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Greek scientist among team that captured stunning Black Hole picture

A Greek scientist, Professor of Astronomy and Physics at the University of Arizona, Dimitris Psaltis played a key role in the new Event Horizon Telescope (EHT), that captured these stunning pictures of the huge black hole that were revealed on Wednesday.

Astronomers have taken the first ever image of a black hole, which is located in a distant galaxy

The monstrous black hole in the Messier 87 galaxy has a diameter of about 40 billion kilometers, that is three million times larger than the Earth.

The black hole, scientists describe as a “monster” is at a distance of 500 million trillion kilometers and was photographed by a network of eight telescopes across the world.

Prof Heino Falcke, of Radboud University in the Netherlands, who proposed the experiment, said “what we see is larger than the size of our entire Solar System.”

“It has a mass 6.5 billion times that of the Sun. And it is one of the heaviest black holes that we think exists. It is an absolute monster, the heavyweight champion of black holes in the Universe.”

The image shows an intensely bright “ring of fire”, as Prof Falcke describes it, surrounding a perfectly circular dark hole. The bright halo is caused by superheated gas falling into the hole. The light is brighter than all the billions of other stars in the galaxy combined – which is why it can be seen at such distance from Earth.

The edge of the dark circle at the centre is the point at which the gas enters the black hole, which is an object that has such a large gravitational pull, not even light can escape.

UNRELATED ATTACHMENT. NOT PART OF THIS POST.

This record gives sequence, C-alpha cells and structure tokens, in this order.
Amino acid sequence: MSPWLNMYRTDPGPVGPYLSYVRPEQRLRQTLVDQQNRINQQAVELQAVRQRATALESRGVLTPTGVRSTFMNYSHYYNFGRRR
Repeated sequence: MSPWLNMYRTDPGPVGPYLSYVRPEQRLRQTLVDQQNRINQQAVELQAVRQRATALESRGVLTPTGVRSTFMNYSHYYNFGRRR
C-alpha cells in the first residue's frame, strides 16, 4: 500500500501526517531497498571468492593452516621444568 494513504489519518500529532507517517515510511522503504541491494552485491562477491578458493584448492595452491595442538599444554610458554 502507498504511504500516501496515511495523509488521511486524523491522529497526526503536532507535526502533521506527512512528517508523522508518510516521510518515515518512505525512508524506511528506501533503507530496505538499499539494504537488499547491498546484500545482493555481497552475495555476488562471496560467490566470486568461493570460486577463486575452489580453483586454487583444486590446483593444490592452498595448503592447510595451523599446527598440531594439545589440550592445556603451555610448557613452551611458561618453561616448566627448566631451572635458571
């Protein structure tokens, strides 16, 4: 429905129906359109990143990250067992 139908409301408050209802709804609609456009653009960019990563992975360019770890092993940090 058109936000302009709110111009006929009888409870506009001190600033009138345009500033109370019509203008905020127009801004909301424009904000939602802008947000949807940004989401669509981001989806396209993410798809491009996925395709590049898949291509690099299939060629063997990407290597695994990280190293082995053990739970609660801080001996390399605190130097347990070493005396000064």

“We still have to find out how the light is generated,” Falcke said.

For the first time at such an astrophysical scale, Psaltis and his team were assigned with the task to find out whether the black hole pictures would verify Albert Einstein’s General Theory of Relativity.

For this purpose, they developed the relevant “tests” and concluded that Einstein was once again justified, as the black hole image eventually fits well with the simulations that preceded it on the basis of the theory.

Immediately after today’s announcement, the Greek astrophysicist said:

“The EHT Telescope for the first time allowed us to test Einstein’s general theory of relativity about super-large black holes in galaxy centers. The size and shadow of the black hole {as pictured at the M87 galaxy) confirms the accurate predictions of Einstein’s general theory of relativity, thus increasing our confidence in this one-century-old theory. The depiction of a black hole is just the beginning of our effort to develop new tools that will allow us to interpret the extremely complex nature of nature. ”

The 49-year-old scientist was born in Serres, North Greece, and stydied Physics at the University of Thessaloniki. He moved to the USA for post-graduate studies in 1997. He has been teaching at the University of Arizona since 2003.

sources: Greek media, BBC

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